Yes, I’ve read Foucault (oy, have I read Foucault), and I don’t think he’s in the main wrong about the creative repression of power in all spheres of life. That said, the  circulations of power are distinct, and even amidst such power moves, there are phenomenon which manage to corral meanings to themselves counter or even indifferent to dominant narrative. Thus, morality and politics each generates its own terms of existence.

Geek-speak out of the way, I am therefore bumfuzzled by my reaction to the question of whether a legal market in solid organs (kidneys, mainly, tho’ perhaps also partial livers) ought to be set up.

I have long opposed organ sales, oppose the sale of blood and plasma, and give the hairy eyeball to the sale of human eggs and sperm. (I’m also not crazy about the patenting of biological material, nor of whole creatures, as, for example, genetically engineered mice.)

But is this due to a general skepticism toward capitalism, a critique which begins in the sale of a person’s labor and which can, by logic, extend to the sale of a person’s parts? If so, the opposition is grounded in the ontological claims of socialism and would therefore be, politically speaking, acceptable.

(Never mind that the ontological claims of any political or economic theory are likely to be shot through with moralisms. That’s another post.)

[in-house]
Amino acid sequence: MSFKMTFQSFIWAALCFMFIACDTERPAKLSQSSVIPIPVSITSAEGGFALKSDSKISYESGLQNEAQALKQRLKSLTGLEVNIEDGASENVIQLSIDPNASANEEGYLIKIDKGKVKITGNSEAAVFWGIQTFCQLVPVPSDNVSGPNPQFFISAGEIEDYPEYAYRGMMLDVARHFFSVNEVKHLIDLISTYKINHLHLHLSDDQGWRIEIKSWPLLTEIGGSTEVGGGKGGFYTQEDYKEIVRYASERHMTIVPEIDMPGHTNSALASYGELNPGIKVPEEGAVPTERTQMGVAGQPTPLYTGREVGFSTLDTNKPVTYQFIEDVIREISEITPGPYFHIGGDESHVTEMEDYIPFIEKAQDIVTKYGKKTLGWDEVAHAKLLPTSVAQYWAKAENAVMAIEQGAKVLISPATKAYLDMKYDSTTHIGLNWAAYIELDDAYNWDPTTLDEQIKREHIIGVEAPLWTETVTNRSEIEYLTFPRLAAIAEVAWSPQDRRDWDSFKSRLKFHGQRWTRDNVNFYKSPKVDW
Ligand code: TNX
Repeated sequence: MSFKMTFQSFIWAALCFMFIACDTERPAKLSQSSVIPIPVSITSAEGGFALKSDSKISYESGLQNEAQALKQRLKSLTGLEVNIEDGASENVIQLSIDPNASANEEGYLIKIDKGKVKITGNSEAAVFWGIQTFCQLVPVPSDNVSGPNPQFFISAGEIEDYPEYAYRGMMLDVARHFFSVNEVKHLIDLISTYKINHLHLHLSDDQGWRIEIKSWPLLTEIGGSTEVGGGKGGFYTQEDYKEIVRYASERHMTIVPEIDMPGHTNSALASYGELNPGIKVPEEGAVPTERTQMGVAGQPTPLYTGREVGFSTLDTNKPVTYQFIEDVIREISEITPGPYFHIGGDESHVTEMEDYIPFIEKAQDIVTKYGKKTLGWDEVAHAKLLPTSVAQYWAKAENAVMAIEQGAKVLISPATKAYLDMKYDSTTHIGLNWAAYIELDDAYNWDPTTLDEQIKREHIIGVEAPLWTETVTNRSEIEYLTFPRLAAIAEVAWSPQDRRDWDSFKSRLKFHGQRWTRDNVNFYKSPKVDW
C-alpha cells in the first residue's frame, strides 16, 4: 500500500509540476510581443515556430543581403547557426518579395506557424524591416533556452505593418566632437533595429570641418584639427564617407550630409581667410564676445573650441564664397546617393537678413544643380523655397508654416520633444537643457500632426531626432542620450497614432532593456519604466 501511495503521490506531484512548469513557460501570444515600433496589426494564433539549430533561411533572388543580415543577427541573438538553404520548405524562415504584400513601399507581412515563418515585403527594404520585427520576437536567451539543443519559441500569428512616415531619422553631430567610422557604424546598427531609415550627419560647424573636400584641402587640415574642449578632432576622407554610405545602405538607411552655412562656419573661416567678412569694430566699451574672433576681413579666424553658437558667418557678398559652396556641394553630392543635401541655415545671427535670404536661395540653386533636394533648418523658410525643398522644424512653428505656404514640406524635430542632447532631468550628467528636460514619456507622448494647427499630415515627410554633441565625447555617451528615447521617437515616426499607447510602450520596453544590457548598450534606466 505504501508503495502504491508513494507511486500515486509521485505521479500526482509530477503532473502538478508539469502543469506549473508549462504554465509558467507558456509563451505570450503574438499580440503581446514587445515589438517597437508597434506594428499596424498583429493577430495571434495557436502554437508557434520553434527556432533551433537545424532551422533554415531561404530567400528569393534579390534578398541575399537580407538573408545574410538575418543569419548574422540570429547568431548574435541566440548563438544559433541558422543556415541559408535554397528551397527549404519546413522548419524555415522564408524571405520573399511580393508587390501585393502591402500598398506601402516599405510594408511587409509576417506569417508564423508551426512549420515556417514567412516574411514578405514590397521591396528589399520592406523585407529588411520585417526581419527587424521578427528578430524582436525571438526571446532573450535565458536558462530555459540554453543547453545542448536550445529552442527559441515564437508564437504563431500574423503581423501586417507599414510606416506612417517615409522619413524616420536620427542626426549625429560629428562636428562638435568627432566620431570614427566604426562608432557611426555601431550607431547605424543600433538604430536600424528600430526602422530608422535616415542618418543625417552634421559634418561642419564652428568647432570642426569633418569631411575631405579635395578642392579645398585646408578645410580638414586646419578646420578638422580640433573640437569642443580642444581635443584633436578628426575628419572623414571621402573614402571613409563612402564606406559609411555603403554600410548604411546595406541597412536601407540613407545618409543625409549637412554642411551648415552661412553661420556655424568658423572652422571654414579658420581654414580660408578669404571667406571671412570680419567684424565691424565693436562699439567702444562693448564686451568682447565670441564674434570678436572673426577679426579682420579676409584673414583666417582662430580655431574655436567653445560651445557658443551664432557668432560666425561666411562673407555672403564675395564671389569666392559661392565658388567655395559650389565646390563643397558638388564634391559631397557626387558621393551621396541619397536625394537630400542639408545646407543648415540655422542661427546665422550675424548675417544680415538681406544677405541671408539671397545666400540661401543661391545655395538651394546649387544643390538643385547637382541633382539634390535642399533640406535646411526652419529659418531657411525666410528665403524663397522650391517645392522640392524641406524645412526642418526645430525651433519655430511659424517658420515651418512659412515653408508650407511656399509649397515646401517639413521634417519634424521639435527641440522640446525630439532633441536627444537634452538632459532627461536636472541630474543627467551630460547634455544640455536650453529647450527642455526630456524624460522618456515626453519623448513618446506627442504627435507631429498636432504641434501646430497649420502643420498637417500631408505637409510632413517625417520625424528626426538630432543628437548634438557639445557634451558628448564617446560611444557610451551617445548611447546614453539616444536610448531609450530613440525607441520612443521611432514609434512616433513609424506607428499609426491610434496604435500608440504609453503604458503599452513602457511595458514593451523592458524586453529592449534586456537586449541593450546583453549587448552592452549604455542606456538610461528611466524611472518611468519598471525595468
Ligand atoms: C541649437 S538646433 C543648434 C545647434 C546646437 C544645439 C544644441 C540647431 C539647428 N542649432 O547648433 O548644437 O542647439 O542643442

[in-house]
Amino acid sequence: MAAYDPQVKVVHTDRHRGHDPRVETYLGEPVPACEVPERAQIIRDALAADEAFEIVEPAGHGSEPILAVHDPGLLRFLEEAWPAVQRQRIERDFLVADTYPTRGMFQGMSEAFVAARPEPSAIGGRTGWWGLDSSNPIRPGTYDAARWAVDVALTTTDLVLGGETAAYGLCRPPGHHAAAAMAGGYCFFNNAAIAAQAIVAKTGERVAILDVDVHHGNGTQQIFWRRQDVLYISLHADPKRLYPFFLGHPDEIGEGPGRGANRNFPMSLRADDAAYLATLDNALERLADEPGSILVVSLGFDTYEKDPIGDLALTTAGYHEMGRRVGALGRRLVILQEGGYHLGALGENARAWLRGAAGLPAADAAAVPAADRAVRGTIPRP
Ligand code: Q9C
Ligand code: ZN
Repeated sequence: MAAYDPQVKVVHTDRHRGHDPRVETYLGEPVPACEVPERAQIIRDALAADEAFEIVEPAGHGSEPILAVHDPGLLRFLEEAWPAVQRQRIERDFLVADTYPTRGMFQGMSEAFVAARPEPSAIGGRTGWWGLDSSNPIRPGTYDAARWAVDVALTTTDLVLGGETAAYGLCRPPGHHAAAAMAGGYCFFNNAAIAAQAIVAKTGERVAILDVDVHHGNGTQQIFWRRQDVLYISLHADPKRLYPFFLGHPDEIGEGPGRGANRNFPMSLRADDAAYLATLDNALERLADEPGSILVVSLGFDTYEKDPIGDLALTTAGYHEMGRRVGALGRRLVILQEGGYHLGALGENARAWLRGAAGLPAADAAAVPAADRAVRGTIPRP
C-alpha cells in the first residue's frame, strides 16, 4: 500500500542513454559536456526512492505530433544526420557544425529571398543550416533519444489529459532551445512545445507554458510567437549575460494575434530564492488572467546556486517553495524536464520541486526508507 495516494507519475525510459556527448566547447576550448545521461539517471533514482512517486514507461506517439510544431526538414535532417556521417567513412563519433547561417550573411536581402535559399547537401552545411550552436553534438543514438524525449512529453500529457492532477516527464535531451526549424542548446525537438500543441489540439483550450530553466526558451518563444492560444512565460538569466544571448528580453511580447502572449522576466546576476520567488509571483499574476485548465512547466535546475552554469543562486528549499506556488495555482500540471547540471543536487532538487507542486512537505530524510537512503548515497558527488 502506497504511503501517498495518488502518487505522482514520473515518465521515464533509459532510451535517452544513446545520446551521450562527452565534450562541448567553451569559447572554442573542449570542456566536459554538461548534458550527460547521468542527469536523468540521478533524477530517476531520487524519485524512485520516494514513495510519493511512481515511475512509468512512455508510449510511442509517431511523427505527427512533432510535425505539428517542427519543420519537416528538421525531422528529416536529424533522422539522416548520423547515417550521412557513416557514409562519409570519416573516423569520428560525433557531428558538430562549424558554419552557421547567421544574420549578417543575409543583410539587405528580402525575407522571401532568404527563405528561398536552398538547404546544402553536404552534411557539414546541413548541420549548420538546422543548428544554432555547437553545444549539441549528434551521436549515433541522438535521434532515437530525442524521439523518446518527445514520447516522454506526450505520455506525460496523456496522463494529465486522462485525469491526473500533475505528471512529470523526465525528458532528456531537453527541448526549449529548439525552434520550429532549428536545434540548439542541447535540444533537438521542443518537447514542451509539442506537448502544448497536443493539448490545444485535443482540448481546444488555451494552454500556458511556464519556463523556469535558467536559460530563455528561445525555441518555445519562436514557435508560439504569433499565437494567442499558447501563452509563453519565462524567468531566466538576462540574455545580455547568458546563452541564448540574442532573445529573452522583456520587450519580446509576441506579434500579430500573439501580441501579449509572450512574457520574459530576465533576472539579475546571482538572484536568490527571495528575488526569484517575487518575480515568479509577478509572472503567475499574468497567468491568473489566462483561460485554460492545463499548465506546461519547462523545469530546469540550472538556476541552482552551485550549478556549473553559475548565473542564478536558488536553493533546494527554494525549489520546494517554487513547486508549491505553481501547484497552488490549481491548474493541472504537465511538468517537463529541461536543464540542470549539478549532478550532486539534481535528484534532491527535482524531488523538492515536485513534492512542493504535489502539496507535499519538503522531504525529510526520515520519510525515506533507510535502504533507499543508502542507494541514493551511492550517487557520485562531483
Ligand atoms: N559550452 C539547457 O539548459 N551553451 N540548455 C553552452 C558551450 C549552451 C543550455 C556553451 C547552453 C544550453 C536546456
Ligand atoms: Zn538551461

No, my problem is that while I am generally skeptical of capitalism, I think my opposition to the sale in body parts can be—dammit!—traced to an unspecified moral unease.

Even this wouldn’t be problematic were I not also—or at least, until very recently—adamantly opposed to legislation to legalize organ sales.

You see the problem: impermissible moral/political comingling!

I have a wide anarchistic streak (which at various points runs parallel to various libertarian arguments), but I also don’t trust capitalist-markets to protect and promote the basic conditions of existence necessary to a human life.

But what of a regulated market? Or even a socialist market? Could such a regulated social market perhaps avoid the problems associated with the current system (organ shortages, black market sales, exploitation of organ sellers) without amplifying or otherwise legitimizing the horrors of those black market sales?